External Migration (May) - 21 June: There was a small net outflow of migrants (270 people). Over the last three months, net flows have been in approximate balance, which compares with net monthly outflows of 1000 people during the preceding 12 months.
Balance of Payments (March Q) - 26 June: A current account surplus of $95m was recorded in Q1 2001 - the first quarterly surplus since 1994. On an annual basis, the current account deficit was $5.3bn - around 4.8% of GDP. Westpac Consumer Confidence (June) - 27 June: Consumer confidence fell to 117.0 in Q2 2001, from 121.6 in Q1. The result was consistent with the monthly Colmar Brunton surveys.
Building consents (May) - 27 June: The number of new dwelling consents issued decreased 4.3% mom in May following a 3.7% rise in April and was 13.9% lower than a year earlier. However, non-residential building consents with a value of $256m were issued in May, taking the three-month running total to 40.6% higher than a year earlier.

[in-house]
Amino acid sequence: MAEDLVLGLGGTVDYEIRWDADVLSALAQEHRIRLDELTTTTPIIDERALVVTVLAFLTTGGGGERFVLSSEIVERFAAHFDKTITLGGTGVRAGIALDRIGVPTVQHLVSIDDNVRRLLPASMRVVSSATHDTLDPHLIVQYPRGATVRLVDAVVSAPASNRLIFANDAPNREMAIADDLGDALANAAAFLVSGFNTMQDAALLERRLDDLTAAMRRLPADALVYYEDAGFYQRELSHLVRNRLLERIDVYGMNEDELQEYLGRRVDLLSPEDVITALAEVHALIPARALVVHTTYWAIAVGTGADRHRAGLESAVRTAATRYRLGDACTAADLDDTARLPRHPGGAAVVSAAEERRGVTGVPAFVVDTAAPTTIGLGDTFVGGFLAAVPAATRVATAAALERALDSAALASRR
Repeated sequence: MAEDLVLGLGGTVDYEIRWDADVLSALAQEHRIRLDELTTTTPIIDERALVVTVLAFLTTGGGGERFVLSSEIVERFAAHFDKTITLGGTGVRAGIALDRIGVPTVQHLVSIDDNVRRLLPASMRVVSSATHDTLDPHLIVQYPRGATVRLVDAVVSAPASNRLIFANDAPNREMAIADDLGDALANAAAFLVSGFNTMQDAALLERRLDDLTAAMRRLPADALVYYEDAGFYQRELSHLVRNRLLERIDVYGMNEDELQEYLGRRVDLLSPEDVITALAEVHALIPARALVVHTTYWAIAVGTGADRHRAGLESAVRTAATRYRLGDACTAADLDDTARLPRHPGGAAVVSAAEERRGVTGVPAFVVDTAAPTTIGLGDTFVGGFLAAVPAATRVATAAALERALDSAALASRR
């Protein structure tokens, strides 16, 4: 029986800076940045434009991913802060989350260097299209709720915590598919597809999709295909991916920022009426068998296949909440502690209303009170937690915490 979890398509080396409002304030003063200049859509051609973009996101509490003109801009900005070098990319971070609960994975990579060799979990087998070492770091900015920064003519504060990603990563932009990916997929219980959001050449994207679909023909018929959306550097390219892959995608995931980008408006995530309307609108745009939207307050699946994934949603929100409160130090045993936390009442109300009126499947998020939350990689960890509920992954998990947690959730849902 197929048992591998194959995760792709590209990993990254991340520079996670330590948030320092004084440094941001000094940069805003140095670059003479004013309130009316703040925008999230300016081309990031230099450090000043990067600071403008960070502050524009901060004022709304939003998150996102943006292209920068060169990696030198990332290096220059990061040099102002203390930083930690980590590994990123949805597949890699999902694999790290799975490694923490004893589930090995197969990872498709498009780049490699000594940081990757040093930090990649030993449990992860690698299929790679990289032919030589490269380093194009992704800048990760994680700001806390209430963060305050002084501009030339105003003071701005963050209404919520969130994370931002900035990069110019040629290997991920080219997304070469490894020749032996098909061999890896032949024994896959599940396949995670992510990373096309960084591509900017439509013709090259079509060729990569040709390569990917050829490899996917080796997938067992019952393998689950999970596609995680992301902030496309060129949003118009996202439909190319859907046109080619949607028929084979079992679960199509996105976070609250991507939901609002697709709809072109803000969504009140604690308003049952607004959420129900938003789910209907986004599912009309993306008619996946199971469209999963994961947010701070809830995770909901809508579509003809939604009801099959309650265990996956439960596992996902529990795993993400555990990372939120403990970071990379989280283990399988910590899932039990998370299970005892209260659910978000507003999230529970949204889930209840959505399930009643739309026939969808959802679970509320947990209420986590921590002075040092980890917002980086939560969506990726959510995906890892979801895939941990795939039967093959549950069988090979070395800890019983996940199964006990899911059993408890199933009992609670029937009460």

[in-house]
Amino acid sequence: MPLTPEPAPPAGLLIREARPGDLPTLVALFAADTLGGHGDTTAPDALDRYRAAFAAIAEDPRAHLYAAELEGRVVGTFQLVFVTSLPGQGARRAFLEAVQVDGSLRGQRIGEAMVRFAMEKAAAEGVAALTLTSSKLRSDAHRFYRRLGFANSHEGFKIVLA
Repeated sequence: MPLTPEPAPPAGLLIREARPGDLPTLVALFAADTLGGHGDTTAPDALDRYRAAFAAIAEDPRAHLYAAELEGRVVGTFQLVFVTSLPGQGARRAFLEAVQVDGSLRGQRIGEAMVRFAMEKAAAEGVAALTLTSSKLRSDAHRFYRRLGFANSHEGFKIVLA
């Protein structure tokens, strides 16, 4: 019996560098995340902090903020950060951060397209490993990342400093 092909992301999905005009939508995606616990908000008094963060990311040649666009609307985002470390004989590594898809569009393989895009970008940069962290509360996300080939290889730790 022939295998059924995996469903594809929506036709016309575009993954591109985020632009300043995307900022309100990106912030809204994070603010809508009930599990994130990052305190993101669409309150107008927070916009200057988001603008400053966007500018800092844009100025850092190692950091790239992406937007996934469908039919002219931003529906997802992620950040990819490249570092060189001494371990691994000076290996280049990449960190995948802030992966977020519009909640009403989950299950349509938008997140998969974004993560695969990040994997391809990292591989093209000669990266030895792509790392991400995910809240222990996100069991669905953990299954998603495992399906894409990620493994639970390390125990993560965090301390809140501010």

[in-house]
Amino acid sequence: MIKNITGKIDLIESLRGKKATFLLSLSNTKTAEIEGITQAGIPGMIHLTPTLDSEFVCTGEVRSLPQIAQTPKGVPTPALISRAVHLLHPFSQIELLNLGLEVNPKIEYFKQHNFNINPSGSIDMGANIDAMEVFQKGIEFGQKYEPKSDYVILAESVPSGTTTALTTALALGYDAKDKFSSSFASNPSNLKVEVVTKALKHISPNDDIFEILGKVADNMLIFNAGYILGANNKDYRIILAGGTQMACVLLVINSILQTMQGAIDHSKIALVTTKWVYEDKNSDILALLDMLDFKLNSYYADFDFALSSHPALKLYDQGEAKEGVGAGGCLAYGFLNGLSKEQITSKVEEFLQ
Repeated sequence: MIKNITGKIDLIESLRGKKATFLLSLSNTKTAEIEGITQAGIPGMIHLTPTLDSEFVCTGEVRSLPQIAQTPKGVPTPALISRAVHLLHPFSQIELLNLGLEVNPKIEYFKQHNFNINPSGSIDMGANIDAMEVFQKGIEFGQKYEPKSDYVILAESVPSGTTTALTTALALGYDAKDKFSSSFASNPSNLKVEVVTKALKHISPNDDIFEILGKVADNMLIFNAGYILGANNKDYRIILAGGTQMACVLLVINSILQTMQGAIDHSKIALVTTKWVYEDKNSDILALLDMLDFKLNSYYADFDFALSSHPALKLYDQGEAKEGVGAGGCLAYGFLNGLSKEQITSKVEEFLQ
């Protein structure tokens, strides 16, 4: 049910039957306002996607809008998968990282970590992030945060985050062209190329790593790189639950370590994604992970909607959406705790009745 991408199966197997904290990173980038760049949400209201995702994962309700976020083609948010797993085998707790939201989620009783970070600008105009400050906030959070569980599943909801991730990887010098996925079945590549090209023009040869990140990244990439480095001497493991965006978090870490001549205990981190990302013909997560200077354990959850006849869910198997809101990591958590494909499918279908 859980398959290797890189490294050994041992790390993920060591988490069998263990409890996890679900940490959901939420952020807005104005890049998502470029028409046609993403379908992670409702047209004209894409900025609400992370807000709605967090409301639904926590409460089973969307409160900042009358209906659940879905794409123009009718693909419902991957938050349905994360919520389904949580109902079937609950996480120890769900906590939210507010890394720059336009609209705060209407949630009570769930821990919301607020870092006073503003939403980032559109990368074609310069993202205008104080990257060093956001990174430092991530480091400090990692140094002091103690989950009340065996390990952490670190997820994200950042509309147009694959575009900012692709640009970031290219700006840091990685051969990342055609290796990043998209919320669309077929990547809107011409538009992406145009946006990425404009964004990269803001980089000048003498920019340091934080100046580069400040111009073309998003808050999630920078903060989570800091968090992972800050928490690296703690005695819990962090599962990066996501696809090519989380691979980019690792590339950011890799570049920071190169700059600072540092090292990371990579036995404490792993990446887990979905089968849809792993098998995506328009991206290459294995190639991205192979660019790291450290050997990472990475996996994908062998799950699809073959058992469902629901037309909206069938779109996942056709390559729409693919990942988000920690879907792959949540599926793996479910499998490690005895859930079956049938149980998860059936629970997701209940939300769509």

Overseas Merchandise Trade ?(May) - 28 June: A provisional merchandise trade surplus of $652m was recorded for the month of May, much higher than median market expectations of $318m. The much better than expected surplus was due solely to stronger than expected export values.
NBNZ Business Survey (June) - 29 June: Business confidence remained stable at +3, while firms' assessment of their own trading prospect improved marginally to +32 (net respondents). Pricing intentions were down 2 to +23.
GDP (March Q) - 29 June: Growth in Q1 was zero, which compared to expectations of +0.7% qoq and led to renewed speculation that the NZ easing cycle may not be finished. A key contributor to the weak result was a strong decline in both construction activity and plant and machinery investment.
Ulf Schoefisch, Chief Economist